These elaborate saltcellars, one decorated with salamanders, the emblem of the French king François I (r. 1515-47), and the other with three interlaced crescents, the insignia of Henri II (r. 1537-59), are rare examples of the extremely fine, complex ceramics produced during the mid-sixteenth century in France, perhaps at Saint-Porchaire, a town in the southwest, or in Paris. Fewer than seventy known examples of Saint-Porchaire ware survive.
Pair of Saltcellars
St. Porchaire, France, ca. 1540-1560
Lead-glazed earthenware, inlaid with slip.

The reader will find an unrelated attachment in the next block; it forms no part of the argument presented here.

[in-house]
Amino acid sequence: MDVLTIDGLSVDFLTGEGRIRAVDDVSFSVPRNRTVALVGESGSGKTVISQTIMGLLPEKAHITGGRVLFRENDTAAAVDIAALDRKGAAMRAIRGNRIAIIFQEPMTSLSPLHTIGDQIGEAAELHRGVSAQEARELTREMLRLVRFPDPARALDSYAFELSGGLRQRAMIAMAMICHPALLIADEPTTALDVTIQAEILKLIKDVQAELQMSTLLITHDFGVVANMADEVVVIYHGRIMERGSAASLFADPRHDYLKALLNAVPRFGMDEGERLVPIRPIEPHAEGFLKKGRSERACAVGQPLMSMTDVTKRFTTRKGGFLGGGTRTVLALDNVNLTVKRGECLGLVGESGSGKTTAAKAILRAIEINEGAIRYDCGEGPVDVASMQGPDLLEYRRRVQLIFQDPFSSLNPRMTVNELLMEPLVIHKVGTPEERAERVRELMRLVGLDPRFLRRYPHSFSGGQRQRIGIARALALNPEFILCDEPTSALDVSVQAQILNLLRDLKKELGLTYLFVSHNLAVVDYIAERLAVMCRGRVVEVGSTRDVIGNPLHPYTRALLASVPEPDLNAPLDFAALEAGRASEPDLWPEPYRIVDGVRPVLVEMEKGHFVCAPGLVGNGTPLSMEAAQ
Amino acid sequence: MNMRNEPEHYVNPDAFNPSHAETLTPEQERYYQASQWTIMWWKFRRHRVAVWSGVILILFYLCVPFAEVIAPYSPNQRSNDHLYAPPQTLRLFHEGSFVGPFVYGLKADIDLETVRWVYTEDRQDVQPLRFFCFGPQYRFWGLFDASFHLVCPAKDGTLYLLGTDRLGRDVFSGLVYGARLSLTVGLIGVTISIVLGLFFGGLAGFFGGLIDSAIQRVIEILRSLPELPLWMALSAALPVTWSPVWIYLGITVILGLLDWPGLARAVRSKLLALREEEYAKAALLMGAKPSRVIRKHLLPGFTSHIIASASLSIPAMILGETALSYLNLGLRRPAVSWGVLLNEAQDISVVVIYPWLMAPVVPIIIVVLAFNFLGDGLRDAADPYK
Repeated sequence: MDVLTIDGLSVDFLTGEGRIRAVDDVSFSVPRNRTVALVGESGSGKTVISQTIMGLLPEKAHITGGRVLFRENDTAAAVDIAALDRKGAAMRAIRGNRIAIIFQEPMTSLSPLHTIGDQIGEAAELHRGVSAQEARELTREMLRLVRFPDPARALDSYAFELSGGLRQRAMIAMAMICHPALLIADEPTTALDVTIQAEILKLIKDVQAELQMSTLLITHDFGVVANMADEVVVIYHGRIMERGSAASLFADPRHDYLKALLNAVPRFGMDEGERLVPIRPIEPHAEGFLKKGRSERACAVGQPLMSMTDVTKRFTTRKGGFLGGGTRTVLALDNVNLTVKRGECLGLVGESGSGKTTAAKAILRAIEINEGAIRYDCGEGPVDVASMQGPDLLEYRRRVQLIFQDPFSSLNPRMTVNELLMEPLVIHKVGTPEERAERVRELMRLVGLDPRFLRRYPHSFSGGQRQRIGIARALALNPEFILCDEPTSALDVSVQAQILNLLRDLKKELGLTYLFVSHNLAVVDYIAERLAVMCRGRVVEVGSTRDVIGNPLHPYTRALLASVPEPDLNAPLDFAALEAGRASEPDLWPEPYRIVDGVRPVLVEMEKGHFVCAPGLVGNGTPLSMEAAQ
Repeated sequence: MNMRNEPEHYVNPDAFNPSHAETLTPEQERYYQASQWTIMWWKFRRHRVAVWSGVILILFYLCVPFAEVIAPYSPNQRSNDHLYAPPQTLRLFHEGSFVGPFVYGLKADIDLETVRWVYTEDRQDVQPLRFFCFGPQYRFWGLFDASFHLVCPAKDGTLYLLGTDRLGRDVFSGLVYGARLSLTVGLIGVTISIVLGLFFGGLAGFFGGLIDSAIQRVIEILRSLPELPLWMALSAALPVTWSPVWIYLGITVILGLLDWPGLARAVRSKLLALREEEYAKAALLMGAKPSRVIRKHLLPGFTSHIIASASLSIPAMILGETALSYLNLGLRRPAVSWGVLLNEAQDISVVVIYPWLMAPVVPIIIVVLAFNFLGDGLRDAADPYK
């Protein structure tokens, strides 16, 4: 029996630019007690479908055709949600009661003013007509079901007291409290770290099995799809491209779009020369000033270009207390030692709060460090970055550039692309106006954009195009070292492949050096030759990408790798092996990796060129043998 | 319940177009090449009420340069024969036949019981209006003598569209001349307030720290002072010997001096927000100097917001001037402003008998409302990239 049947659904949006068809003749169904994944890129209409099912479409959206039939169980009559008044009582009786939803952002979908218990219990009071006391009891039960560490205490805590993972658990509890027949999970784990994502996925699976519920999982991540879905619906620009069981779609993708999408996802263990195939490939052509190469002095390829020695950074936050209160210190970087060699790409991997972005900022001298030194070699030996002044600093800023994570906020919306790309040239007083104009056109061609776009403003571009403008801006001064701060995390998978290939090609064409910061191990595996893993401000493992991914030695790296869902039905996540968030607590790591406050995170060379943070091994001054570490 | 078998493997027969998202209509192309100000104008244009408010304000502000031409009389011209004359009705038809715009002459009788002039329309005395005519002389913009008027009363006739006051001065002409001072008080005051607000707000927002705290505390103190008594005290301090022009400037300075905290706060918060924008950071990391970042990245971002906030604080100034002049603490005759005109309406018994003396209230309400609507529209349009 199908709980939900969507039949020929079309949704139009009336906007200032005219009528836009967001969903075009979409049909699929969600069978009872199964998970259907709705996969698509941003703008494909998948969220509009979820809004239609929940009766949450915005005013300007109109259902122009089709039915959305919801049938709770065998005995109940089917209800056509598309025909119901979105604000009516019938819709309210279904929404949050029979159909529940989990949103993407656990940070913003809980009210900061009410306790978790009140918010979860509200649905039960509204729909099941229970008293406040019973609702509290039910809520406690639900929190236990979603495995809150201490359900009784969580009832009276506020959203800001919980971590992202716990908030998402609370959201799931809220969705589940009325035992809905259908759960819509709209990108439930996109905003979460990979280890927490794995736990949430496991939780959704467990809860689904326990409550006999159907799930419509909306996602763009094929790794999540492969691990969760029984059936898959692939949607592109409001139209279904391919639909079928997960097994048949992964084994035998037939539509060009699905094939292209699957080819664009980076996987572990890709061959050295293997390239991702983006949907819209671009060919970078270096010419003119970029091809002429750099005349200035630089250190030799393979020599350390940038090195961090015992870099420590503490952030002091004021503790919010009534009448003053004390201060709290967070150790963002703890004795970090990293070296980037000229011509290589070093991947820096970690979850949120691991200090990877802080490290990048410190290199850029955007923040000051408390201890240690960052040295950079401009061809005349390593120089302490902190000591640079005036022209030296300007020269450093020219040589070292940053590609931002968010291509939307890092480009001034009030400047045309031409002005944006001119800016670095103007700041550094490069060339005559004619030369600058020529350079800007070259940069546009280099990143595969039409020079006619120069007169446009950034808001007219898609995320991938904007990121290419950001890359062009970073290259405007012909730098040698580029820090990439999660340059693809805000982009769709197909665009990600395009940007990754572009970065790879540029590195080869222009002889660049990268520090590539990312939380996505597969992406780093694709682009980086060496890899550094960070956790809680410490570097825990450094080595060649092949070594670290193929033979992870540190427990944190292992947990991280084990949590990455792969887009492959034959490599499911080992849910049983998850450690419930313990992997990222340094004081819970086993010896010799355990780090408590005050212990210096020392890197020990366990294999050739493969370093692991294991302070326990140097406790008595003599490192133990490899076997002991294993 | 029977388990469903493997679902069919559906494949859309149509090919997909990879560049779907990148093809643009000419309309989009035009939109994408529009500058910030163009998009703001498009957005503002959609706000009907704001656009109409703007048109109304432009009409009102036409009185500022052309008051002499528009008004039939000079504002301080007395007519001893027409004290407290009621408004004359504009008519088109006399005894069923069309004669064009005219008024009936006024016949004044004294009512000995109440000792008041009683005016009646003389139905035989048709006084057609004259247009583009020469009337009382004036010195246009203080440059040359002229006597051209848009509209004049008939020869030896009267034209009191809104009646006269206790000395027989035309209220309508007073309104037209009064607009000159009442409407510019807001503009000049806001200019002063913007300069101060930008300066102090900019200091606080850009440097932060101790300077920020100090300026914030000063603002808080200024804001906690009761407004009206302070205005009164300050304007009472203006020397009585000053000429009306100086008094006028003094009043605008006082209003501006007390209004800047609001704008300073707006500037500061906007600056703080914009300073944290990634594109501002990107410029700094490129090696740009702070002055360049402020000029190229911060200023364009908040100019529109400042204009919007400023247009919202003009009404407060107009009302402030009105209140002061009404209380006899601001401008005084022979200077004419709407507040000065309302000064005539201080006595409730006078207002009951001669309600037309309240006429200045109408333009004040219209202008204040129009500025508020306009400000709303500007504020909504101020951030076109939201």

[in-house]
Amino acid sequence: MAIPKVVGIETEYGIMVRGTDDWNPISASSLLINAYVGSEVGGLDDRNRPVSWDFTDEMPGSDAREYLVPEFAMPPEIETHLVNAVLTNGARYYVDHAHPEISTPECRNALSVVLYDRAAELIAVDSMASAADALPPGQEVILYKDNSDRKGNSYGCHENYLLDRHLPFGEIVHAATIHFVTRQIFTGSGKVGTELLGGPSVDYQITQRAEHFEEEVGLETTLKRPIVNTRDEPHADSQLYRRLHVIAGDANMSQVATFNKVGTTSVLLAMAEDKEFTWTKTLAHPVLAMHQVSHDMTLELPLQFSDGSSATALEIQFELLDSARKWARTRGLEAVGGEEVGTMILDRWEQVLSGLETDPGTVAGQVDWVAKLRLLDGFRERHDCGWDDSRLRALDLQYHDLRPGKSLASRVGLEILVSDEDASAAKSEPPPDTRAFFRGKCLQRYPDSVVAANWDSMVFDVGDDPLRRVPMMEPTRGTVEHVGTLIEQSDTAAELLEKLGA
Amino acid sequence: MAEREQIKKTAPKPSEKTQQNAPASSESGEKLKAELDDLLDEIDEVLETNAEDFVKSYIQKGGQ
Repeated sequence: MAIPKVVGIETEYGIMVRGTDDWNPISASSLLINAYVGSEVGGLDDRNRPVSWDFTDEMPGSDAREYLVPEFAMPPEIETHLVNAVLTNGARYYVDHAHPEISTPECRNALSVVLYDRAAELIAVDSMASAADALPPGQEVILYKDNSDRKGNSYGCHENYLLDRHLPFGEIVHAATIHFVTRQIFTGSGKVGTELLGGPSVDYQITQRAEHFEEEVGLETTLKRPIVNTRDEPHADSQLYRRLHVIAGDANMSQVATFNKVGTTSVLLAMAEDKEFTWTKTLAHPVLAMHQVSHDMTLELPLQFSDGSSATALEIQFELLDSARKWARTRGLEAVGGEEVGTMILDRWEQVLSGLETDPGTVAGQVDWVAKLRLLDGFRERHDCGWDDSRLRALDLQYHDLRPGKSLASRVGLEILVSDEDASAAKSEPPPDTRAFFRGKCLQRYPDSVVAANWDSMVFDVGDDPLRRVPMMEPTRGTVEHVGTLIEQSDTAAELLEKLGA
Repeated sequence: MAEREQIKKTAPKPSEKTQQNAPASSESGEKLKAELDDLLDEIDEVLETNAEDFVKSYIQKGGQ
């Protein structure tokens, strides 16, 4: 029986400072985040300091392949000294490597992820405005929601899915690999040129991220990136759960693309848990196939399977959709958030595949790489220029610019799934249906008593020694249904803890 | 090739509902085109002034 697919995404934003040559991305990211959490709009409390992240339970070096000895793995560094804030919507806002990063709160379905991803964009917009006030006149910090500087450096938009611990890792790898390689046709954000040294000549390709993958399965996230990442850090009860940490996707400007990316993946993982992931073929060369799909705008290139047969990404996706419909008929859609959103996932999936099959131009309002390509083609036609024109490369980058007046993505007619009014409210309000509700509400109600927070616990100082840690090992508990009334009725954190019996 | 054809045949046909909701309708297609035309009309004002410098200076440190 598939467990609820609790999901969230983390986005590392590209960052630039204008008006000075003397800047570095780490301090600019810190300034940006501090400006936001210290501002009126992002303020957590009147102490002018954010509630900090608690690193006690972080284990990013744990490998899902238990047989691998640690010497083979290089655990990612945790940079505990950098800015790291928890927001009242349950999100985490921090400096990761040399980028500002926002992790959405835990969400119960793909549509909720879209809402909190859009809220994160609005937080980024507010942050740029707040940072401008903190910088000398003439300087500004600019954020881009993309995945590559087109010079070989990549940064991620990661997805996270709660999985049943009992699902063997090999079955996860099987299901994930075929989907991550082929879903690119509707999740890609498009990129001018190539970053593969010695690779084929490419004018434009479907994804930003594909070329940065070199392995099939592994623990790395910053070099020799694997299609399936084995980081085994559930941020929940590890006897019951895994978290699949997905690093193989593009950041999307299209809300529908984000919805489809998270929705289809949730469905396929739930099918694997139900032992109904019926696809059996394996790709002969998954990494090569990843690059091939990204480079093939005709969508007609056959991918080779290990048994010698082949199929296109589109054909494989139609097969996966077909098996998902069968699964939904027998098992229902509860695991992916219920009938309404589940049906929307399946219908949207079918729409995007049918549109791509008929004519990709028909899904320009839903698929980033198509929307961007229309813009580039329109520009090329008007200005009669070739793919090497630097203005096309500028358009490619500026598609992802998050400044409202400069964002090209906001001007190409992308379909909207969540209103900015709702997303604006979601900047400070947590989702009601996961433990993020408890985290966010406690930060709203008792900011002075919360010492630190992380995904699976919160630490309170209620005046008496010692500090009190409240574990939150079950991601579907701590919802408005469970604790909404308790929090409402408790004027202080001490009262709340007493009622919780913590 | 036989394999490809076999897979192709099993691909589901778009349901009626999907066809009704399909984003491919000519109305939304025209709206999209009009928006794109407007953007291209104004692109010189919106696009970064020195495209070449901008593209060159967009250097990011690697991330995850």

AZ037.1: 5 3/4 x 3 3/8 inches (145 x 85 mm); AZ037.2: 5 1/2 x 3 3/4 inches (140 x 95 mm); "Salamander": height: 5 1/2 inches (140 mm); "Three Crescents": height: 5 inches (127 mm)
Purchased by Pierpont Morgan, 1906.
AZ037.1: M. Lazare, Marseilles, 1850; Mr. George Field, London, 1893; M. Charles Stein, Paris, 1899; M.J.H. Fitzhenry, Paris, 1910; from whom purchased by J. Pierpont Morgan. AZ037.2: M.P. Jamarin, Paris, 1900; Wencke, Hamburg; purchased by J. Pierpont Morgan through Jacques Seligmann & Co., 1906.